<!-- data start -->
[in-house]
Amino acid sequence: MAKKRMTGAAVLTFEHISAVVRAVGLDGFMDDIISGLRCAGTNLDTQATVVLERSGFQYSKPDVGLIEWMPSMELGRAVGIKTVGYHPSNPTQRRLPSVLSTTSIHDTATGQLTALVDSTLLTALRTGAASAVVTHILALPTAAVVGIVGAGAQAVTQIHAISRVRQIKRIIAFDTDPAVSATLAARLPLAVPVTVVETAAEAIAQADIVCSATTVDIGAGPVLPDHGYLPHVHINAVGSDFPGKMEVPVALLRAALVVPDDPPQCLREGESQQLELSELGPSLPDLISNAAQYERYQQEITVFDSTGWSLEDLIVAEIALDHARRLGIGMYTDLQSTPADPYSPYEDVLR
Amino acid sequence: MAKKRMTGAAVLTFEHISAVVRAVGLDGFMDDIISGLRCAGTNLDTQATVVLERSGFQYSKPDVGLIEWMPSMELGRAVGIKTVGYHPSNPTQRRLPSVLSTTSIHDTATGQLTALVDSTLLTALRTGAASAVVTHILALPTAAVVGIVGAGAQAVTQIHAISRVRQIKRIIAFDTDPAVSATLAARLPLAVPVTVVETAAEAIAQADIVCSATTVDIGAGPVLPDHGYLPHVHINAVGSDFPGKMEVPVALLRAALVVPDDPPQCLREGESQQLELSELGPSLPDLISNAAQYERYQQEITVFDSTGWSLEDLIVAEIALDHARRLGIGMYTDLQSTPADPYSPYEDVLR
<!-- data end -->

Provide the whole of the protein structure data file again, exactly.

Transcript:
[in-house]
Amino acid sequence: MAKKRMTGAAVLTFEHISAVVRAVGLDGFMDDIISGLRCAGTNLDTQATVVLERSGFQYSKPDVGLIEWMPSMELGRAVGIKTVGYHPSNPTQRRLPSVLSTTSIHDTATGQLTALVDSTLLTALRTGAASAVVTHILALPTAAVVGIVGAGAQAVTQIHAISRVRQIKRIIAFDTDPAVSATLAARLPLAVPVTVVETAAEAIAQADIVCSATTVDIGAGPVLPDHGYLPHVHINAVGSDFPGKMEVPVALLRAALVVPDDPPQCLREGESQQLELSELGPSLPDLISNAAQYERYQQEITVFDSTGWSLEDLIVAEIALDHARRLGIGMYTDLQSTPADPYSPYEDVLR
Amino acid sequence: MAKKRMTGAAVLTFEHISAVVRAVGLDGFMDDIISGLRCAGTNLDTQATVVLERSGFQYSKPDVGLIEWMPSMELGRAVGIKTVGYHPSNPTQRRLPSVLSTTSIHDTATGQLTALVDSTLLTALRTGAASAVVTHILALPTAAVVGIVGAGAQAVTQIHAISRVRQIKRIIAFDTDPAVSATLAARLPLAVPVTVVETAAEAIAQADIVCSATTVDIGAGPVLPDHGYLPHVHINAVGSDFPGKMEVPVALLRAALVVPDDPPQCLREGESQQLELSELGPSLPDLISNAAQYERYQQEITVFDSTGWSLEDLIVAEIALDHARRLGIGMYTDLQSTPADPYSPYEDVLR